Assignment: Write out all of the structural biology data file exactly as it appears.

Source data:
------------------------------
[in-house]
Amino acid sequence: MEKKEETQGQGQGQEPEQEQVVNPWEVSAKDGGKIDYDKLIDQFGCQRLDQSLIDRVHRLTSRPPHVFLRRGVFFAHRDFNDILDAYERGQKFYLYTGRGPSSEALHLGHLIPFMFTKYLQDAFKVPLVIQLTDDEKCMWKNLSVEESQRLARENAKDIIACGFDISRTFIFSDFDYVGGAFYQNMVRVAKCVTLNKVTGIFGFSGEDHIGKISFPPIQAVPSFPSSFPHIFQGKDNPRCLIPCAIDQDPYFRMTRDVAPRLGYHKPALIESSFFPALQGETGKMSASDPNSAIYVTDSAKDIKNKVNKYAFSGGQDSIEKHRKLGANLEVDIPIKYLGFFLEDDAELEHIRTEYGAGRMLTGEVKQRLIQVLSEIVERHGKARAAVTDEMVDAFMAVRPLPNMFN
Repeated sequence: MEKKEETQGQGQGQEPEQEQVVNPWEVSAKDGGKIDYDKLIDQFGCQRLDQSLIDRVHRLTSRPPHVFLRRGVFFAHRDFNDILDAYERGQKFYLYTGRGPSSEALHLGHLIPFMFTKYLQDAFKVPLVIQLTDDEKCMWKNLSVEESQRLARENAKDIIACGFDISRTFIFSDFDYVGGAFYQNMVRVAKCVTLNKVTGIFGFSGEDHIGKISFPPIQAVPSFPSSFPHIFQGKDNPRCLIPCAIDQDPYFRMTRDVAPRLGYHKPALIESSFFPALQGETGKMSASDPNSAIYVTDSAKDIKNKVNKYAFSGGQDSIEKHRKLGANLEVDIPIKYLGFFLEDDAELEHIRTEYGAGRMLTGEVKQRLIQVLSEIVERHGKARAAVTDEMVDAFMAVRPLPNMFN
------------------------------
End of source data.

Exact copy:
[in-house]
Amino acid sequence: MEKKEETQGQGQGQEPEQEQVVNPWEVSAKDGGKIDYDKLIDQFGCQRLDQSLIDRVHRLTSRPPHVFLRRGVFFAHRDFNDILDAYERGQKFYLYTGRGPSSEALHLGHLIPFMFTKYLQDAFKVPLVIQLTDDEKCMWKNLSVEESQRLARENAKDIIACGFDISRTFIFSDFDYVGGAFYQNMVRVAKCVTLNKVTGIFGFSGEDHIGKISFPPIQAVPSFPSSFPHIFQGKDNPRCLIPCAIDQDPYFRMTRDVAPRLGYHKPALIESSFFPALQGETGKMSASDPNSAIYVTDSAKDIKNKVNKYAFSGGQDSIEKHRKLGANLEVDIPIKYLGFFLEDDAELEHIRTEYGAGRMLTGEVKQRLIQVLSEIVERHGKARAAVTDEMVDAFMAVRPLPNMFN
Repeated sequence: MEKKEETQGQGQGQEPEQEQVVNPWEVSAKDGGKIDYDKLIDQFGCQRLDQSLIDRVHRLTSRPPHVFLRRGVFFAHRDFNDILDAYERGQKFYLYTGRGPSSEALHLGHLIPFMFTKYLQDAFKVPLVIQLTDDEKCMWKNLSVEESQRLARENAKDIIACGFDISRTFIFSDFDYVGGAFYQNMVRVAKCVTLNKVTGIFGFSGEDHIGKISFPPIQAVPSFPSSFPHIFQGKDNPRCLIPCAIDQDPYFRMTRDVAPRLGYHKPALIESSFFPALQGETGKMSASDPNSAIYVTDSAKDIKNKVNKYAFSGGQDSIEKHRKLGANLEVDIPIKYLGFFLEDDAELEHIRTEYGAGRMLTGEVKQRLIQVLSEIVERHGKARAAVTDEMVDAFMAVRPLPNMFN